Causes of puerperal and neonatal sepsis in resource-constrained settings and advocacy for an integrated community-based postnatal approach
Puerperal sepsis and neonatal sepsis are important causes of mortality and morbidity in low-income countries.
To help improve global guidelines on postpartum care by reviewing existing data on microbiologic causes of sepsis among mothers, newborns, and mother�newborn pairs.
An extensive literature review of peer-reviewed publications from resource-constrained settings was conducted using PubMed.
Primary research studies containing microbiologic data on puerperal sepsis or combined maternal and neonatal sepsis published since 1980.
Data collection and analysis:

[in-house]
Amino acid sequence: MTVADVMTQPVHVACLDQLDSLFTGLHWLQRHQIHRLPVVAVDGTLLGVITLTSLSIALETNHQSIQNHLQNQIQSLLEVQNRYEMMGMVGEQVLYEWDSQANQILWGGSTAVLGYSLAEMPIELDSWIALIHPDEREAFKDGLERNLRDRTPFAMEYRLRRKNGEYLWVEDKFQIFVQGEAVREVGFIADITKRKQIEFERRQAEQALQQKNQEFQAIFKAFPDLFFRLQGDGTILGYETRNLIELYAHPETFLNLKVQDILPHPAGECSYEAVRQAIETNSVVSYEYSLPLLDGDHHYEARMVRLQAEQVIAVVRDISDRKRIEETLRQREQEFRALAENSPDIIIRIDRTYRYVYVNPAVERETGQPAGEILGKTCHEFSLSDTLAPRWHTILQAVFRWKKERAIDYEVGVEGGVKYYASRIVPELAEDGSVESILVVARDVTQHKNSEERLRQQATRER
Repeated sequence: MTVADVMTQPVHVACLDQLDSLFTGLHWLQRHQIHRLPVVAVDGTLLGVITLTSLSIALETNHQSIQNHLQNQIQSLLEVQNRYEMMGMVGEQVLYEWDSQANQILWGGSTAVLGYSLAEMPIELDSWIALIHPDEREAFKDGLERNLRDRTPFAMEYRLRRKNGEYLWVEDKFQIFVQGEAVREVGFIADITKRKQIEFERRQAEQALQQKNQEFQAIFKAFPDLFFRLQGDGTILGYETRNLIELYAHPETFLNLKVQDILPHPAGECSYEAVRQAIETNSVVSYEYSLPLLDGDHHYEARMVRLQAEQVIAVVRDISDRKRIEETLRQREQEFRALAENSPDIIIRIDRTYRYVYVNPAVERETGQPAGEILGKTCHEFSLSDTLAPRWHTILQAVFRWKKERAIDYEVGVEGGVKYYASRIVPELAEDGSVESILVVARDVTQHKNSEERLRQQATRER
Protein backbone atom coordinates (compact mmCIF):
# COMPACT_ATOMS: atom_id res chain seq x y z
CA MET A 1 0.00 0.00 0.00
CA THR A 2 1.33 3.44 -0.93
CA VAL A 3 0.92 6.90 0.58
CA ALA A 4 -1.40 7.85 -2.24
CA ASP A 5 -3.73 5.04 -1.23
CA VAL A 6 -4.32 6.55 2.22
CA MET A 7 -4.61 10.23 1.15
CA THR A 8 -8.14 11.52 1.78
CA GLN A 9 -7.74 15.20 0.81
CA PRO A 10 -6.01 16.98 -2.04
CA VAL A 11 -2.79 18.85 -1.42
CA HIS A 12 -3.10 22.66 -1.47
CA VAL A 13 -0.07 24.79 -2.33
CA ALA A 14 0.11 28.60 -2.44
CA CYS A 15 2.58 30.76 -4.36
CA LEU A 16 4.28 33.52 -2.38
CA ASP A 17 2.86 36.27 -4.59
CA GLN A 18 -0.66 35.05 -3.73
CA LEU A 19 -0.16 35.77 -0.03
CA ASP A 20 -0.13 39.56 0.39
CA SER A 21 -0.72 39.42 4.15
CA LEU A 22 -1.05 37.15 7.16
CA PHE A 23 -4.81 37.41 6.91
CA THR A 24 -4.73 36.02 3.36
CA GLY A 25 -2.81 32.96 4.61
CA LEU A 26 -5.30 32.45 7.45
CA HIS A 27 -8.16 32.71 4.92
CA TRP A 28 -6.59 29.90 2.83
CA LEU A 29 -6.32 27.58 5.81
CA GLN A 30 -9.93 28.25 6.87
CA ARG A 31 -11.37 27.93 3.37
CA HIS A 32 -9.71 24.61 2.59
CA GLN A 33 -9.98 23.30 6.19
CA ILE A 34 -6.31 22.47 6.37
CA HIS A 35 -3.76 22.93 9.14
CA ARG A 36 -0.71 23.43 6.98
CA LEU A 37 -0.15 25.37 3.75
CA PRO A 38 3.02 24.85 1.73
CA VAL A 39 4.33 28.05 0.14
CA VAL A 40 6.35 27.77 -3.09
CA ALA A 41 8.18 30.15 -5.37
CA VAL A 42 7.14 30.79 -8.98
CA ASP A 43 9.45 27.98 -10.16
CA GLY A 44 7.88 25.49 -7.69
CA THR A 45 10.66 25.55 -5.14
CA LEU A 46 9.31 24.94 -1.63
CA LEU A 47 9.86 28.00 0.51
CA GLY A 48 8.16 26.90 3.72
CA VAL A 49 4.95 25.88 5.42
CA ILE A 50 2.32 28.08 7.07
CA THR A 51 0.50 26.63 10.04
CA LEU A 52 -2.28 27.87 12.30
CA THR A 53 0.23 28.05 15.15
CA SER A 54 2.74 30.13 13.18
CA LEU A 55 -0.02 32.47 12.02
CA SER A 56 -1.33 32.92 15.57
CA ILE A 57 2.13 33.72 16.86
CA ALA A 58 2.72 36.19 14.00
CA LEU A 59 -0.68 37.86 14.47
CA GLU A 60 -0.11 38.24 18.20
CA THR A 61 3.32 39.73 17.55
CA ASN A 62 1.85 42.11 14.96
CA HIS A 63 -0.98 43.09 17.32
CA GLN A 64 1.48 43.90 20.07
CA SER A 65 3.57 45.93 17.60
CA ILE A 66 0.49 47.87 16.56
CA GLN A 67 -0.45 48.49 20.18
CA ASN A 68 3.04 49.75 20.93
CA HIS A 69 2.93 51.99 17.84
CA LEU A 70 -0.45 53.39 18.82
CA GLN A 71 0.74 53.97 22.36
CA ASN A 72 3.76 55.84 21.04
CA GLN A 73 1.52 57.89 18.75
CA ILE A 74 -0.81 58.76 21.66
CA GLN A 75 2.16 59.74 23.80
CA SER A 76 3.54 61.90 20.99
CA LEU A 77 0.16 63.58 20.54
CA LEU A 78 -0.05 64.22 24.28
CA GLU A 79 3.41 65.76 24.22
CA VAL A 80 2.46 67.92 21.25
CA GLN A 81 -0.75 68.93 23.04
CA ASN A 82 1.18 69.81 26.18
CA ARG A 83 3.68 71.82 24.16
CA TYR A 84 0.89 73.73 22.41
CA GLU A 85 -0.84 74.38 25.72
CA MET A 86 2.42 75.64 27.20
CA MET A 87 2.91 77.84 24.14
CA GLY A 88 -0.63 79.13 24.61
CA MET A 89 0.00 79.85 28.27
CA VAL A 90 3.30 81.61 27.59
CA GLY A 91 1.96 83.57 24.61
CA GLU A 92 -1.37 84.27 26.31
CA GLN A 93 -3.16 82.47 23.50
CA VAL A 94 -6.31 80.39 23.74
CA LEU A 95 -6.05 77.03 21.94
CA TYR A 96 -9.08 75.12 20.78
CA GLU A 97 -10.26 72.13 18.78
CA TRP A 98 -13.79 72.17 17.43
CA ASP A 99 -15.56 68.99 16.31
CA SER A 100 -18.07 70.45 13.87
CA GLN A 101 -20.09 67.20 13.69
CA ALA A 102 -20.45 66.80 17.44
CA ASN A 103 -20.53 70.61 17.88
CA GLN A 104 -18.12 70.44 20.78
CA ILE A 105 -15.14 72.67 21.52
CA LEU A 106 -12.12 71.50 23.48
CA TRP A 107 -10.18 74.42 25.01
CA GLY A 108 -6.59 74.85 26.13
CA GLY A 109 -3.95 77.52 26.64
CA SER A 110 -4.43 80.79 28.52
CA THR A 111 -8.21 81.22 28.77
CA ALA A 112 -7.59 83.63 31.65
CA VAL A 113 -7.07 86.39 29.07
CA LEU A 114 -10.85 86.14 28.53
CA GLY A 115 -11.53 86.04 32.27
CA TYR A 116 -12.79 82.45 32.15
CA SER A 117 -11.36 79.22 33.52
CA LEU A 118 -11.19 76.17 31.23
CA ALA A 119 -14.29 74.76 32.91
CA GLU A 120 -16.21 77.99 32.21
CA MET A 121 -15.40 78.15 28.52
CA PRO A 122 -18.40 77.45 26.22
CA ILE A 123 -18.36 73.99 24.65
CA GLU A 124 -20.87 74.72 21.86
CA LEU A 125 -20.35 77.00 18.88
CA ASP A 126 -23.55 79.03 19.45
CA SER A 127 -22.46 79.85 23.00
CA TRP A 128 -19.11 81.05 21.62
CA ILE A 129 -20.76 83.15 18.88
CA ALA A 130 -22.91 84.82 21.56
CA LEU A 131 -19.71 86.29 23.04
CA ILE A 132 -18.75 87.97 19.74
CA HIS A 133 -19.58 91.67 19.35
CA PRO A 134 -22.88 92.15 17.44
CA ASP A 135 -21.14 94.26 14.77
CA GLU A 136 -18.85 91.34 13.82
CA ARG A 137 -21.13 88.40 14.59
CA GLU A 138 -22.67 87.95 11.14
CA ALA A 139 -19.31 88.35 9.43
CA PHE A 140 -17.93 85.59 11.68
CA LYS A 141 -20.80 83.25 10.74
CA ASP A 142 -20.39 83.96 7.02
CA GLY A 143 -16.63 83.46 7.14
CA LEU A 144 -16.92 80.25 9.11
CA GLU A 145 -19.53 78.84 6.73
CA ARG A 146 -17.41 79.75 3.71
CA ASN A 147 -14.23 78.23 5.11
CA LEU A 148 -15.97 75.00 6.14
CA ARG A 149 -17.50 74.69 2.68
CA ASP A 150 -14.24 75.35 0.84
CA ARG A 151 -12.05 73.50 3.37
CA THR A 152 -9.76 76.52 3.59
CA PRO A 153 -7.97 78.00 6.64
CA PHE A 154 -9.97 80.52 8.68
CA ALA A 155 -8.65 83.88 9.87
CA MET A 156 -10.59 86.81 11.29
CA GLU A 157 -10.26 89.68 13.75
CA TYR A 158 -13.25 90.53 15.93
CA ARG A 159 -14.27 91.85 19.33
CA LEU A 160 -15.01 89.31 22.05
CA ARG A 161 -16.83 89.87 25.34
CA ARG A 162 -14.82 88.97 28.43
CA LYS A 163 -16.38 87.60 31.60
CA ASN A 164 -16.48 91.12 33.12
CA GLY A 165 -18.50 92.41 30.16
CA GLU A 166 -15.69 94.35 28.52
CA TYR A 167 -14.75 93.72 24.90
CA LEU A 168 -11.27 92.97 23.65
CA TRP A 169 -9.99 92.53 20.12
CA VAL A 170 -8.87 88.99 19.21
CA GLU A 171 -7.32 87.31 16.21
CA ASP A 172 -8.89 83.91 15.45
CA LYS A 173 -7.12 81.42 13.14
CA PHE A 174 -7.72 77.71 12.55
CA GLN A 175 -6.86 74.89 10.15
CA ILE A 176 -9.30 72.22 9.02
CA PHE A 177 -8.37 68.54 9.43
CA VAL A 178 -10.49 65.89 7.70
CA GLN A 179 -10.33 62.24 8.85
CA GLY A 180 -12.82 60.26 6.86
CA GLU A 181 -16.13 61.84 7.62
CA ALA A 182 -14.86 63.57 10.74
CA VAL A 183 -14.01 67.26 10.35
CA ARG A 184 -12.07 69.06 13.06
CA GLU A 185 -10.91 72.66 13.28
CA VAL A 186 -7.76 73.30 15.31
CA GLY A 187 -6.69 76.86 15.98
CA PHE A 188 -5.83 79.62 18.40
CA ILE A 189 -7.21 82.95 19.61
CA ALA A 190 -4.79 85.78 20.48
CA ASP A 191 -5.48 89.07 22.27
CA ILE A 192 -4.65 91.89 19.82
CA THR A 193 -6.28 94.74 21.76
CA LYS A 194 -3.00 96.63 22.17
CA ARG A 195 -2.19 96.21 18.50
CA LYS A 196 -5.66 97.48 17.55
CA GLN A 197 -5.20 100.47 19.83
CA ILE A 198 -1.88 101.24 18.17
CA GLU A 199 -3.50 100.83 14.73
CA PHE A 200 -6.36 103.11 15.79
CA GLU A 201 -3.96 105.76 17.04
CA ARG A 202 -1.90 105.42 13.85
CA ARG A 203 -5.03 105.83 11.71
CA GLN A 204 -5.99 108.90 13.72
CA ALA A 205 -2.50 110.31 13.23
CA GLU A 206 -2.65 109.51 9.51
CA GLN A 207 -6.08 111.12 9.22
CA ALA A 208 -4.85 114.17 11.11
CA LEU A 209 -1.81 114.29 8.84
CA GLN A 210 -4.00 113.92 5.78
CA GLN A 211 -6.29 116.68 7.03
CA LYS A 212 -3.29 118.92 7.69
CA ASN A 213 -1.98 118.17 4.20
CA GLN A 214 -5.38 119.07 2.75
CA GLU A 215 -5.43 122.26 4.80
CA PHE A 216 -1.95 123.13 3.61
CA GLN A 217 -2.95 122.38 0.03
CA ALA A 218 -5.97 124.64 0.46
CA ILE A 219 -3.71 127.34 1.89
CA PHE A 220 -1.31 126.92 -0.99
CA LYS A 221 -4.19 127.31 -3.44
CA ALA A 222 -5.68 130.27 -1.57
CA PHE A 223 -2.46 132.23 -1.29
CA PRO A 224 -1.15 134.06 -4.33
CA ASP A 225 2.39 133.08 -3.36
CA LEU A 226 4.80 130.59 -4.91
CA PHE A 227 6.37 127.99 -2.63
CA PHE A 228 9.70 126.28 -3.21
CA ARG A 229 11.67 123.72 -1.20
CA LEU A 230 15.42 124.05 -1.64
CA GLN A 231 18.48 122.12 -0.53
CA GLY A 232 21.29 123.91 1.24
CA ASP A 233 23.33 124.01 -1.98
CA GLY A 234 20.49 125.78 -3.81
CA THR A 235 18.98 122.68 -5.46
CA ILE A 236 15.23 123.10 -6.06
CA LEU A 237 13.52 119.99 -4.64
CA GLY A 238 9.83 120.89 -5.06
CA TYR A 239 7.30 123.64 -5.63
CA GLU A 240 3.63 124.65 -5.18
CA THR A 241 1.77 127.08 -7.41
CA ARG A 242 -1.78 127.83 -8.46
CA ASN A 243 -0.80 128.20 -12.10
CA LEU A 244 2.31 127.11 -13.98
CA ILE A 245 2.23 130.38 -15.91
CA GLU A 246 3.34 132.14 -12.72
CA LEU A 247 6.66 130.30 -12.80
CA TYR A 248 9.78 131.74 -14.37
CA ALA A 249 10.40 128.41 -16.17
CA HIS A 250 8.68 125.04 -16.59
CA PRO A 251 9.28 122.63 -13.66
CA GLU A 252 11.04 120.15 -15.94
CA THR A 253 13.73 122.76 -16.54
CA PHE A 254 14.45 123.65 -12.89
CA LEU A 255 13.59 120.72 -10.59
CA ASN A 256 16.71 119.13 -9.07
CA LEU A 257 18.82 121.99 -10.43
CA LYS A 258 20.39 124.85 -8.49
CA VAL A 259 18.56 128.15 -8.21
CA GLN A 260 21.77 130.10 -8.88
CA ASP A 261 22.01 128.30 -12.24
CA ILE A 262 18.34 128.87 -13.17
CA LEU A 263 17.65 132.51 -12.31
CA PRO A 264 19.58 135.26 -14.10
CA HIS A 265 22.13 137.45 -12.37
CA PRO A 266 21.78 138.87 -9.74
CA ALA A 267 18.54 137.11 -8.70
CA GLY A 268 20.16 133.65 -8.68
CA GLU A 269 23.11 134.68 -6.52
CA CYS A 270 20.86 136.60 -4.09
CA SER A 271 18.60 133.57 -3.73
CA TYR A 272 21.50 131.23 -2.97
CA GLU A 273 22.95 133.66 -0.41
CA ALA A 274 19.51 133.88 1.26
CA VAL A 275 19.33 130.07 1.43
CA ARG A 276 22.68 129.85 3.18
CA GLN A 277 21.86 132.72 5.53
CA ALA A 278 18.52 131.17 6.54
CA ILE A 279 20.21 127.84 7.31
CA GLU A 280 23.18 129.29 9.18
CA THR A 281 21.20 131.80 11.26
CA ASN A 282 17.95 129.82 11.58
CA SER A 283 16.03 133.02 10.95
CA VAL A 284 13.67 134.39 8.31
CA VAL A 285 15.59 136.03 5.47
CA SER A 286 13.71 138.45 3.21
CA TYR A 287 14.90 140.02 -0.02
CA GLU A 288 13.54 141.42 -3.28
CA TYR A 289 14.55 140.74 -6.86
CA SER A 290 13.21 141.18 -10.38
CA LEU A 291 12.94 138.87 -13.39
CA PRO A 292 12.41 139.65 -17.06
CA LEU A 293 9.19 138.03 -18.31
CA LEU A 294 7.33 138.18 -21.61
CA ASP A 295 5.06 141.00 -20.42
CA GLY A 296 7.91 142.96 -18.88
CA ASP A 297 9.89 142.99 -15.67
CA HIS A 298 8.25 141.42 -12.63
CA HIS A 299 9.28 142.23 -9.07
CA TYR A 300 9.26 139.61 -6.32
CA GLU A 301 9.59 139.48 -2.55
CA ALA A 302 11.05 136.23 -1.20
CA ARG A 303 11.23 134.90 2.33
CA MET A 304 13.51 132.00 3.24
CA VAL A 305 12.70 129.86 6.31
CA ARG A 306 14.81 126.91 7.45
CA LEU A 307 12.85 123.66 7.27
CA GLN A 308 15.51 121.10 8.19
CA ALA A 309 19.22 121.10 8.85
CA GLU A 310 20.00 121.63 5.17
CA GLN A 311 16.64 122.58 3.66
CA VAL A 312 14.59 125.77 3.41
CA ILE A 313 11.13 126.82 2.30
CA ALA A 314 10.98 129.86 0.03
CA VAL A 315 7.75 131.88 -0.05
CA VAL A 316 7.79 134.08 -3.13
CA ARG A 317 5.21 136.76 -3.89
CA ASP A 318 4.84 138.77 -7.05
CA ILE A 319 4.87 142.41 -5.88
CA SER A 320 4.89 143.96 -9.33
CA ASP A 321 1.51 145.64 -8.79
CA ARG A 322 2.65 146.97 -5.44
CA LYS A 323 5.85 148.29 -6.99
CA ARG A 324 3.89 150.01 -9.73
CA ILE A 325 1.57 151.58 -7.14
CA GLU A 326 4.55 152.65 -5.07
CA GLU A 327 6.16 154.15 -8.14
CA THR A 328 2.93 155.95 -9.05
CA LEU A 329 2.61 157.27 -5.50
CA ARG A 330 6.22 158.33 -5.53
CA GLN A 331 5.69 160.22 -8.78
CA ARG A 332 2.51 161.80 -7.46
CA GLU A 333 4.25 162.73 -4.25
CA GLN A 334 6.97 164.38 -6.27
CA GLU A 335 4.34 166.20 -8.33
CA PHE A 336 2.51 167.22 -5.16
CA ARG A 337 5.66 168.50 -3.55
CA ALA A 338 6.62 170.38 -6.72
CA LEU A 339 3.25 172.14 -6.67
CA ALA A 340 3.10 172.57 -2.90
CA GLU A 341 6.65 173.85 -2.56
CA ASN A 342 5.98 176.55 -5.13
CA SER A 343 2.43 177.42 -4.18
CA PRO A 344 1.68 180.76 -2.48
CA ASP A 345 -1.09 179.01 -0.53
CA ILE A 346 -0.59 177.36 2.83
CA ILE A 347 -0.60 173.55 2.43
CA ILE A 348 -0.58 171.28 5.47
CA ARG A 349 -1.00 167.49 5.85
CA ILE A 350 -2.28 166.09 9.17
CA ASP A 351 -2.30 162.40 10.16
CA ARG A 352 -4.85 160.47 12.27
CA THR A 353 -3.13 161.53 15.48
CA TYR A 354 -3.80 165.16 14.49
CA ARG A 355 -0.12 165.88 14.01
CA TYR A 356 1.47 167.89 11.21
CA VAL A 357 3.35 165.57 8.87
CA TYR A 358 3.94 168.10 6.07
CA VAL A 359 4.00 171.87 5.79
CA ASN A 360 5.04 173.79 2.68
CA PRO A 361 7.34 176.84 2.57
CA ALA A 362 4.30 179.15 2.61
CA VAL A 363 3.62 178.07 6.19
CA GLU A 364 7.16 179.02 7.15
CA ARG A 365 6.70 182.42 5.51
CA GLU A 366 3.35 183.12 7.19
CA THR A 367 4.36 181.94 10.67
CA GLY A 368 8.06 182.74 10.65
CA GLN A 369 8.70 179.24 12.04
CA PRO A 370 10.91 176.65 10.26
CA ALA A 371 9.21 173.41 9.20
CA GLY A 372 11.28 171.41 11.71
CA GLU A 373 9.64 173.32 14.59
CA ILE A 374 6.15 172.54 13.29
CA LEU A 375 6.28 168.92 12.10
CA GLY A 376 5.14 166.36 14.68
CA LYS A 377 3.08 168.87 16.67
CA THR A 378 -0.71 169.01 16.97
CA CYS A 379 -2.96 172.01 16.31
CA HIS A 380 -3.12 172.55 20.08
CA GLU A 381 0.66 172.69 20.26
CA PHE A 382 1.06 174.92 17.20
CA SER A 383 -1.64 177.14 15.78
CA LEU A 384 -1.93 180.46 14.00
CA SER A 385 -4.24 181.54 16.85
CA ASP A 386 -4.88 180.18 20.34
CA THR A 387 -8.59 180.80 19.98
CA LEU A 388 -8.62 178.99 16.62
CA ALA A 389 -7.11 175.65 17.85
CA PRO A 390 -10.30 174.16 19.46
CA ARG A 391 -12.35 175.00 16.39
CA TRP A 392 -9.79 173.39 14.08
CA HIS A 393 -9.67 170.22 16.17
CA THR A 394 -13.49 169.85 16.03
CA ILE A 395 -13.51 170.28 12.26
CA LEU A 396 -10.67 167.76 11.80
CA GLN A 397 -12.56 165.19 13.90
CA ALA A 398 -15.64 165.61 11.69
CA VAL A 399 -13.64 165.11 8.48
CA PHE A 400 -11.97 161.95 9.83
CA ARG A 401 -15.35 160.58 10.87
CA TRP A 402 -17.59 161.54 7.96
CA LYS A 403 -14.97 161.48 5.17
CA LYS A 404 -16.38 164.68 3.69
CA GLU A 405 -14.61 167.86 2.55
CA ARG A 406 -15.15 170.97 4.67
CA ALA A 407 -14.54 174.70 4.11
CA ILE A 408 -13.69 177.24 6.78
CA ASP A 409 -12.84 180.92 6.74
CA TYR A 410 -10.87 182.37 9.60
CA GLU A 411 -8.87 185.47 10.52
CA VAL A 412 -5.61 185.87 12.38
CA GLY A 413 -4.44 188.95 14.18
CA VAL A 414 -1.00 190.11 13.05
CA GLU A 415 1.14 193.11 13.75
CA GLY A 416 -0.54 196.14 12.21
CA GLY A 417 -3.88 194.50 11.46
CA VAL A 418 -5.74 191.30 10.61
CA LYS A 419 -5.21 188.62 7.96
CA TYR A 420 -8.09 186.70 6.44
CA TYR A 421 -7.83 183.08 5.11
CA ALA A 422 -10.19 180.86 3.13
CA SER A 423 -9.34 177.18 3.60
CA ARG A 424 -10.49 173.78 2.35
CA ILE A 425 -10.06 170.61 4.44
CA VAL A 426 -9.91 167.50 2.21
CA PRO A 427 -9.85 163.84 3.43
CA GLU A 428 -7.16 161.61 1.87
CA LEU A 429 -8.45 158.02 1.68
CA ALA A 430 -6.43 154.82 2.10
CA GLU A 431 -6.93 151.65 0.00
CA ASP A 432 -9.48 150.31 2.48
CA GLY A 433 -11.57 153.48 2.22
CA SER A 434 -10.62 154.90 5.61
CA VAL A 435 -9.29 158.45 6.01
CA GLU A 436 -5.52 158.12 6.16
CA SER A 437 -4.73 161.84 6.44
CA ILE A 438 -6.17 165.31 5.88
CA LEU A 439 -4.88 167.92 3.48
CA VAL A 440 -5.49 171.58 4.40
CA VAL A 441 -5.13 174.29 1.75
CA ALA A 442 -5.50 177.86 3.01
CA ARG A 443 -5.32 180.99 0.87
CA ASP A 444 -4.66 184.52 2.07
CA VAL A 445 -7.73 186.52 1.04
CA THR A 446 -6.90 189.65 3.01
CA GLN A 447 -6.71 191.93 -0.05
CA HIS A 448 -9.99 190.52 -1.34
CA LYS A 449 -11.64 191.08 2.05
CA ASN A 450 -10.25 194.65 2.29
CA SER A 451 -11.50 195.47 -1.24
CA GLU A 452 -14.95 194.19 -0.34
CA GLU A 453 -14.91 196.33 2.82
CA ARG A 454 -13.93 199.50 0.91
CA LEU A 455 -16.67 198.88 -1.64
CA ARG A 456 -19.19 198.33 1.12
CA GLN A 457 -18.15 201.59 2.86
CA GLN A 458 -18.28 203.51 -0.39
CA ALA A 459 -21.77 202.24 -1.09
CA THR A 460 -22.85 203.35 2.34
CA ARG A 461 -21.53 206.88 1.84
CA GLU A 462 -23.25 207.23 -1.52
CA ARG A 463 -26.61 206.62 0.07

Study characteristics and results were analyzed. Data regarding causative microorganisms were tabulated and discussed in the main text.
Diagnostic evaluation of microorganisms causing puerperal sepsis was difficult, with few studies linking microorganisms causing infection in individual mother�newborn pairs. The most frequent microorganisms associated with puerperal sepsis were Neisseria gonorrhoeae and Chlamydia trachomatis. The most frequent microorganisms associated with neonatal sepsis were Escherichia coli, Staphylococcus aureus, and Klebsiella species.
Management tools for community-based care of mothers with puerperal sepsis�including early detection, initiation of broad-spectrum antibiotic treatment, and timely referral�should be added to those currently in use for neonatal sepsis. Further research is required to address acceptability, feasibility, and impact of community-based presumptive treatment.